So the #FeesMustFall phenomenon offers a glimpse of a philosophical situation as defined by Badiou and Žižek. Moving on: Badiou and Žižek continue to comment on the role of philosophy in Philosophy in the Present. Part of the role of philosophy, says Žižek (2009:51), is to “change the concepts of the debate”. At risk of huge oversimplification, the ‘debate’ in the #FeesMustFall phenomenon has been between various parties discussing ‘free decolonised university education’. My contribution as a philosopher, in view of the notion of changing the terms of the debate, is to suggest a mechanism by which funding can be generated – that mechanism being the taxation of legalised marijuana (see the aforementioned Weekend Post article).

We are accustomed to the familiar ingredients in the recipe: ‘We demand free education (as promised in the Constitution)’; ‘The university cannot make education free’; ‘This is Government’s problem to solve’; ‘Government cannot even sort itself out’; etc. Accepting that huge amounts of revenue can be generated from taxing legalised Marijuana sales, the presence of this revenue certainly changes the terms of the debate: ‘the funds are available, so what do we do with it to make education more accessible?’; ‘the funds are available, so what do we do with the funds to ‘decolonise’ education without throwing the baby out with the bathwater?’ And so on.

I would add that the presence of funds does not radically change the debate; perhaps more appropriately, it adds factors to the debate that make it more pro-active in the sense of providing a mechanism by which something ‘actionable’ can be born from the debate. This is infinitely more preferable than, for example, a shut-down or wounding of the university indefinitely into the future, which is bad for everyone – it does not take much imagination to see the socio-economic consequences of continued disruption in the education sector.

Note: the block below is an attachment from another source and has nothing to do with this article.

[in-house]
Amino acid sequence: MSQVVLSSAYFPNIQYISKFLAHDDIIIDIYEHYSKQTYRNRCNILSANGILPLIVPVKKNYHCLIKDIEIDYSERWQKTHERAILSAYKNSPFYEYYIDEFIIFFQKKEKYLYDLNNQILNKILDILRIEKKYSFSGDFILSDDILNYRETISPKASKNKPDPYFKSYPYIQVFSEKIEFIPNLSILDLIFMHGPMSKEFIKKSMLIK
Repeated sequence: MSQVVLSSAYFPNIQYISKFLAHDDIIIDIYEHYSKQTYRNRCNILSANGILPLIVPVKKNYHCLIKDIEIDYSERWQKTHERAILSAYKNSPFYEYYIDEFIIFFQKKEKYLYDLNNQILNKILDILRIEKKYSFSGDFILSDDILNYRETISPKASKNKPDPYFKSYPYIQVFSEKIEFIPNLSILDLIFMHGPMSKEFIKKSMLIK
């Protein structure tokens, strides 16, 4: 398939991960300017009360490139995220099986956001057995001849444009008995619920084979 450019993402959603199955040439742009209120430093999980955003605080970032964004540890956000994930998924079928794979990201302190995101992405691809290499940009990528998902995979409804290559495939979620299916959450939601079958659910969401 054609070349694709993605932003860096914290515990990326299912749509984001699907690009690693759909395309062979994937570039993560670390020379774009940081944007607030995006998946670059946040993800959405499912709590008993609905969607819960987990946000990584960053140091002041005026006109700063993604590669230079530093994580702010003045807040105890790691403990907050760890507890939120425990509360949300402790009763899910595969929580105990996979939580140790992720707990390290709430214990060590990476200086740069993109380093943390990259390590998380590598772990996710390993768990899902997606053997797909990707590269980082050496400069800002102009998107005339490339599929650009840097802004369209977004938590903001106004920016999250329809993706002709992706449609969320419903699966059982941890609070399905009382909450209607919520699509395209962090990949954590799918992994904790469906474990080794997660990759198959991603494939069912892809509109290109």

There is another philosophical ingredient in all this. Badiou (2009:74-75) states that each time that philosophy “confines itself to humanity as it has been historically constituted and defined, it diminishes itself, and in the end suppresses itself. It suppresses itself because its only use becomes that of conserving, spreading and consolidating the established model of humanity.” These phrases intrigue me, and I am using them in my PhD: humanity as it has been historically constituted, and the established model of humanity. By legalising, we break away from a very rigid and oppressive historical force that has taken it upon itself to punish people for exercising their right to use a medicinal and therapeutic plant, and we shift the established model of humanity towards a slightly different model, specifically a slightly different economic model – the case of Colorado state, for example, shows us the millions of dollars (about a billion Rand) that can be generated by the taxation of legal marijuana – this by one US state in 2015 alone. Granted, it remains a capitalist model, but gradual changes are better than no changes at all or changes for the far-worse; and taxation of the exercise of a right is better than imprisonment for exercising a right.

By legalising, we proactively take the reins and make a shift to the established model of humanity – it’s a small shift, and with it comes opportunities to improve an economy gradually buckling under the weight of trying to continue according to its old and increasingly-obsolete model. The first impact of legalisation can be the funding of education transformation, but thereafter funding can go towards transformation of public sectors drastically in need of transformation.

Drawing to a close here, let me point out that philosophy and transformation also go hand-in-hand; Here is Badiou (2009:11) on this point: “What will philosophy tell us then? It will tell us that… we must think the exception. We must know what we have to say about what is not ordinary. We must think the transformation of life.” Transformation comes whether we like it or not – such is the way of life, where change is constant. How transformation occurs is something over which we can have some measure of control. The legalisation and taxing of marijuana offers some manner of control in this regard.